Critical Log4j Vulnerability Hits Everything, Including the IBM i Server
December 15, 2021 Alex Woodie
Hackers gave themselves an early Christmas present this year with a critical security flaw in Log4j, a popular logging framework that is used across many programs, including some that run on IBM i. IBM i shops are encouraged to take this flaw very seriously, as the vulnerability already is being actively exploited in the wild. However, finding where Log4j exists in your stack is not always simple, which makes this particular flaw particularly nasty.
The Log4j zero-day vulnerability, which was disclosed last week by security researchers with CERT New Zealand, was logged into the National Vulnerability Database as CVE-2021-44228. It scored perfect 10 out of 10 on the CVSS v3 rating scale (although Nadia Comăneci will be happy to know it landed a mere 9.3 on the older CVSS v2 scale).
The flaw, which exists in Log4j versions 2.0 and 2.14.1, gives cybercriminals the ability to execute arbitrary code on all impacted systems by sending malicious code to the Log4j queue. Security experts say it’s a relatively easy flaw to exploit, and attackers do not need to be authenticated to exploit it.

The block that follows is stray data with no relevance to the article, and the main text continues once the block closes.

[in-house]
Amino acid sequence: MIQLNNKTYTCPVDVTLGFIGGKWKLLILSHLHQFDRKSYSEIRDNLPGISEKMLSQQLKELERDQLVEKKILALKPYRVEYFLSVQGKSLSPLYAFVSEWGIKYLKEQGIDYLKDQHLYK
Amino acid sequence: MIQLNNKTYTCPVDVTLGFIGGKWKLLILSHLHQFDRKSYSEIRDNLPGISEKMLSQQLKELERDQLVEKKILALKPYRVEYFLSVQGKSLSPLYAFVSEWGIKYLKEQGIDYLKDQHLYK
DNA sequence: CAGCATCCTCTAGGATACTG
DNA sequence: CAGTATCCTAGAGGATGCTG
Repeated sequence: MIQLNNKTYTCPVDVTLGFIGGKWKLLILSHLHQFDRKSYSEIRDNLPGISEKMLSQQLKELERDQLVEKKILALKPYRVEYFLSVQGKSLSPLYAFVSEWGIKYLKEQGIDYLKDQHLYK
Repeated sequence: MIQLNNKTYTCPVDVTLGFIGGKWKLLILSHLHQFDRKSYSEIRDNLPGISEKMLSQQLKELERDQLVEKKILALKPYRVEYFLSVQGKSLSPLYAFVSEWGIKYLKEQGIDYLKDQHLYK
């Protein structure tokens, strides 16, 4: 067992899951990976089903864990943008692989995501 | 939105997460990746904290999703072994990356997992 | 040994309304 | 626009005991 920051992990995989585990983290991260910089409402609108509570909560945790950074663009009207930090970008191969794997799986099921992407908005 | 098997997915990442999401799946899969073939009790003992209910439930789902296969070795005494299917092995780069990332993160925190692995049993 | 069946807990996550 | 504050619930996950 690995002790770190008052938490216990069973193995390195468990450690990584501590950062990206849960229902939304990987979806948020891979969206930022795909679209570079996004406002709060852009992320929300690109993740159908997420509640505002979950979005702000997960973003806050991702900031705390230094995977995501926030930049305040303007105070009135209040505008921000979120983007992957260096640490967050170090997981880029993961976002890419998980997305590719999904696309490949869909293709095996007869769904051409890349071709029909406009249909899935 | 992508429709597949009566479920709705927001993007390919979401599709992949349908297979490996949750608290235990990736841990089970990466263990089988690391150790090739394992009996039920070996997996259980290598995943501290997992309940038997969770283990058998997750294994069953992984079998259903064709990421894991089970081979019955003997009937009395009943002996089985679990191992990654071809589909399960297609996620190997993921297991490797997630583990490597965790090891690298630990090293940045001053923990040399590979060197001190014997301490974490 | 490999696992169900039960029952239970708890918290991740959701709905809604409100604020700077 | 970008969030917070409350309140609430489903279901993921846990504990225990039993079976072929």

The flaw, which also goes by “LogJam” and “Log4Shell,” should be considered “a severe threat to IBM i systems,” says Shmuel Zailer, an IBM i security expert and the CEO of Raz-Lee Security.
“The peaceful ‘write to log’ API can be circumvented to run commands,” Zailer tells IT Jungle via email. “All that is needed is to make [the] log a special structure of information. Log4j would then interpret the contents of the messages, fetch commands from remote systems, and run them.”
A fix for LogJam has been released by the Apache Software Foundation, which oversees the Log4j project. System administrators are encouraged to upgrade their systems to Log4j-2.15.0-rc1 to mitigate the issue. However, the Java-based library can be embedded in other applications, which complicates the issue for administrators.